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Cyber-shot RX100 Black Digital Camera (20.2 MP, 3.6x Opt, MS/MS Pro Duo/SD/SDHC/SDXC Card Slot)

IntelliRating: 5 stars
Pros: Very large image sensor produces excellent images and video, Allows working with both JPEG and RAW formats
Cons: Price, Features not for entry-level users, Slow flash recycling, Battery can only be charged when inside camera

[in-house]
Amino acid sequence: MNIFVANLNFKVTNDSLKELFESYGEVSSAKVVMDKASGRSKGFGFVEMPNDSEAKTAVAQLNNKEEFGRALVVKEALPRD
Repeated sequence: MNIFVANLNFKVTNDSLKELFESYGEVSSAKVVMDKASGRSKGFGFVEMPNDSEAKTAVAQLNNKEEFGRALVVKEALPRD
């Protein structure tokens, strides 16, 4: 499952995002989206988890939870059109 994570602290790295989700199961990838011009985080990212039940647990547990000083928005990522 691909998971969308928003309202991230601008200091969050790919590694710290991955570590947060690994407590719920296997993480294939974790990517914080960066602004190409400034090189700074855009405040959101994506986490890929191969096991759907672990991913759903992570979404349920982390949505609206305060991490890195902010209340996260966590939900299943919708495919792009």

Review: Touted as one of Sony's best point-and-shoot camera offerings, the Sony Cyber-shot RX100 Digital Camera earns tons of praise as one of the best combinations of style and substance in a point-and-shoot digital camera. This camera may look like an ordinary point-and-shoot, but its hardware and performance will definitely warrant a second look, especially from hobbyists and enthusiasts looking for both image quality and a level of control over their photography. At the core of the RX100 is a huge Exmor CMOS sensor. Measuring an even inch across, the RX100's image sensor dwarfs the sensors of ordinary digital cameras. Of course, more image sensor surface area - 20.2 megapixels, to be exact - means more image quality, something that the RX100 likewise delivers. Pictures come out razor-sharp and filled with exacting amounts of detail that are perfect for both extreme close-ups and wide-angle shots alike. The large image sensor also dramatically improves on the ISO sensitivity of the camera, resulting in impressive low-light capabilities. The RX100 has an F/1.8 28-100mm Carl Zeiss lens with up to 3.6X zoom factor and a special coating that reduces the amount of glare and lens flares from reflected light. Around the base of the lens body, a control ring similar to those found in SLR cameras will impress camera buffs to no end. The lens is framed by a sleek, black, brushed-aluminum shell that doesn't reveal the true size of the image sensor inside, effectively making the Sony RX100 a very powerful compact camera that slips easily into your pocket. A 3-inch LCD display sits at the back, flanked by two control dials and the different function buttons, with a 1229k-dot resolution. Finally, a flash bulb sits on top of the camera body, and retracts flush to the top side when not in use. An interesting fact about the RX100's flash is that it is articulated, meaning you can tilt the head upward to bounce the light instead of having it light the subject dead-on. The high hardware specs of the Cyber-shot RX100 result in some serious performance from this digital camera. As mentioned, pictures come out with spectacular results. In particular, the RX100 is capable of emulating the "depth of field" effect that is seen in photos taken with a DSLR. The RX100 also gives you the ability to automatically save in JPEG as well as in RAW format, if post-processing work is on the order. The Cyber-shot RX100 also shines when used to take videos. The 1080p videos at 50 or 60 frames a second are buttery-smooth and virtually shake-free thanks to the built-in image stabilization system that works with both video and still images. With such prime features, it's easy to understand why the Sony Cyber-shot RX100's main drawback is its price. Admittedly, advanced features won't come cheap, and this camera is no exception. On the more technical aspects, the RX100's wealth of options may intimidate casual users who just want to take a good picture. Also, while the flash on this camera is capable of some pretty impressive things, being quick on the reloading aspect isn't one of them. Lastly, the RX100's battery can only be charged when inside the camera and not when outside. All in all, though, the Sony RX100 is a compact camera that enthusiasts will be more than pleased to try.

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